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Maximize irrigation benefits by managing soil moisture

Travis Yeik Published on 04 March 2014

Managing irrigation water and ensuring your soils have adequate moisture for optimal crop growth can be a constant battle.

Soil profile resembles a leaky bucket

Storing water in your soil is similar to collecting water in a leaky bucket. Irrigation water and precipitation continually fill up the bucket, but leaks occur as a result of evaporation, transpiration, runoff and deep percolation (Figure 1).

Soil water management aims to reduce leaks in our bucket while at the same time providing adequate water to our crops.

Soil water inputs in the root zone are a direct result of irrigation and precipitation, whereas soil water losses occur from evaporation, runoff, transpiration (evaporation from leaves) and deep percolation (the downward movement of water beyond the depth at which roots can uptake).

Field capacity, which is the maximum amount of water capable of being stored by the soil, is represented as the lid of the bucket – each addition of water will result in increased runoff or deep percolation.

The bottom of the bucket represents the permanent wilting point, which is the point where roots can no longer extract water from the soil.

As water is added to the soil profile, and moisture conditions approach field capacity, sufficient water will be readily available to the plants; but just as too much water added to a bucket can cause it to overflow, excess water added to soils can also cause soil water losses.

For example, a saturated soil will have greater potential for runoff and deep percolation than a soil at field capacity. Maximum water loss from transpiration occurs between field capacity and the permanent wilting point.

The volume of water our bucket is capable of holding, and in turn, the amount of water readily available to the plant, depends on the soil type and depth of the root zone.

The amount of water the soil is able to retain depends on two soil properties: the colloidal content (or amount of clay and humus) and the pore size or structure of a soil.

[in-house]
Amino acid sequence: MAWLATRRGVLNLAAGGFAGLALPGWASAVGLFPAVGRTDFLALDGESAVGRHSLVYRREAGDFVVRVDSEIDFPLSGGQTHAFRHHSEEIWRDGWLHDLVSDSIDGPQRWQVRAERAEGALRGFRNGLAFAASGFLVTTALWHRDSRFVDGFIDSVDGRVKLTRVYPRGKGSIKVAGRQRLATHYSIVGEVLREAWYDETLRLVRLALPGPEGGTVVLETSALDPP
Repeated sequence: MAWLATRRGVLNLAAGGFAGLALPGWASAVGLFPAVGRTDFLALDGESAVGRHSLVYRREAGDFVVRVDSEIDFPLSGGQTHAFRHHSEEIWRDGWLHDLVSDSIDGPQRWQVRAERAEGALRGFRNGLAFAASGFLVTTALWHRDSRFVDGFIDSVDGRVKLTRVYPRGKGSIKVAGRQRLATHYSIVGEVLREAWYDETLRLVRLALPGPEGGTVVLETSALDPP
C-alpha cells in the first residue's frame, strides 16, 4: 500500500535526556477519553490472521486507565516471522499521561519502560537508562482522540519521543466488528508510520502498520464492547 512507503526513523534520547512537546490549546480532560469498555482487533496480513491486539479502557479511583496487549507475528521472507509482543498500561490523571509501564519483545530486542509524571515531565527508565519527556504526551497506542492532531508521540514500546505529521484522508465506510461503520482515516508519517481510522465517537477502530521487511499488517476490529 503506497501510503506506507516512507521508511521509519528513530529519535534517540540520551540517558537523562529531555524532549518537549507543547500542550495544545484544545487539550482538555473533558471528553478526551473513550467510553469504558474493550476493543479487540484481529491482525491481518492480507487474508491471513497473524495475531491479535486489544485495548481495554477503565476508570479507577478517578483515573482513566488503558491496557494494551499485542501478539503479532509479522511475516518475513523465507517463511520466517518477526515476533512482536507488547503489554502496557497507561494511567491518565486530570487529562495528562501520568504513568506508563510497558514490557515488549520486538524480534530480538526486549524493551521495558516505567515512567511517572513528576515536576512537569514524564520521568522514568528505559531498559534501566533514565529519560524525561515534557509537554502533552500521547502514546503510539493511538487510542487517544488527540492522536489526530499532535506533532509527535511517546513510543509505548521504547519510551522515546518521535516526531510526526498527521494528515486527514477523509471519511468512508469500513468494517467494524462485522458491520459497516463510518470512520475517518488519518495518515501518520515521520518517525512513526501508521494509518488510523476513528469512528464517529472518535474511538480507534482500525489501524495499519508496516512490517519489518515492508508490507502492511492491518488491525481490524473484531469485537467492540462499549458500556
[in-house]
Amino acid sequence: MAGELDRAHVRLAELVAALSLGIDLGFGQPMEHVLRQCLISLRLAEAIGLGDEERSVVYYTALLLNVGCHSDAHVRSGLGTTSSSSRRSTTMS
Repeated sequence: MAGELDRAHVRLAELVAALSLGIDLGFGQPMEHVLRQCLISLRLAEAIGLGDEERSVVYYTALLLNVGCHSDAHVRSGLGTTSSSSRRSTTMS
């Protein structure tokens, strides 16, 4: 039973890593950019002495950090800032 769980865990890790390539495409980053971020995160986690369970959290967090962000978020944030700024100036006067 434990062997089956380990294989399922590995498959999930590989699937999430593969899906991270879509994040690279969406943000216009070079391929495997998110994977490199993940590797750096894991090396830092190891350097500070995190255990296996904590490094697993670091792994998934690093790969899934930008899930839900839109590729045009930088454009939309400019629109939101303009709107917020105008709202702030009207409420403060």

Representative "clay" bucket and sand bucket

A sandy soil, which typically has less colloidal content and larger pore sizes, won’t be able to store as much water as silts or clays per unit volume of soil (Figure 2). Because sandy soils cannot hold as much water as silt or clay soils, these areas will be first to show signs of crop water stress.

Clay has a greater water-holding capacity than sand because of the smaller pore sizes and greater amount of clay and humus. Therefore, the clay bucket has a larger volume than the sand bucket, meaning it is capable of storing larger amounts of water per unit volume.

A common misconception is that we can just add more water to the sandy soils, and that way they won’t show signs of water stress as quickly. However, as noted earlier, too much water added to a soil results in excess runoff and deep percolation.

In fact, healthy plants of equal crop types, growth stages, nutrients and environmental factors will consume water at the same rate regardless of what soil type they are grown in.

Thus, a sandy soil that has a smaller bucket doesn’t need more water but simply needs to be replenished more frequently than other soil types.

Crop water consumption

To understand water loss in different soil types, consider the graphic shown in Figure 3. The size of the clay and sand buckets represent the amount of water these soils can hold at field capacity.

As a general rule, clay soils at field capacity can hold 1.9 inches of water per 1 foot of soil, whereas sandy soils at field capacity can hold 0.8 inches of water per 1 foot of soil.

If both of these soil types are in an alfalfa field, the available water through the root zone (4 feet) in clay soils will be 7.6 inches and 3.2 inches in sandy soils.

In a hot climate with average temperatures between 90ºF and 100ºF, alfalfa may consume water at a rate of 0.34 inches per day, which will result in 1.02 inches of crop-water consumption over a three-day time period.

In that three-day period, soil water loss from crop water consumption in clay soils are 13 percent compared to sands, which will lose 32 percent of its available water.

In order to effectively manage irrigation in a field with various soil types, the amount and timing of water applied should be targeted to the soils with the lowest water-holding capacity, which ensures that crops grown on these soils will not become stressed throughout the growing season.

Recently developed technology, such as variable rate irrigation, can be used to optimize the amount of water applied to each soil type based on variations in crop growth, topography and soil moisture deficits.  FG

Travis Yeik travis
Travis Yeik
Variable Rate Irrigation Agronomist
Valley Irrigation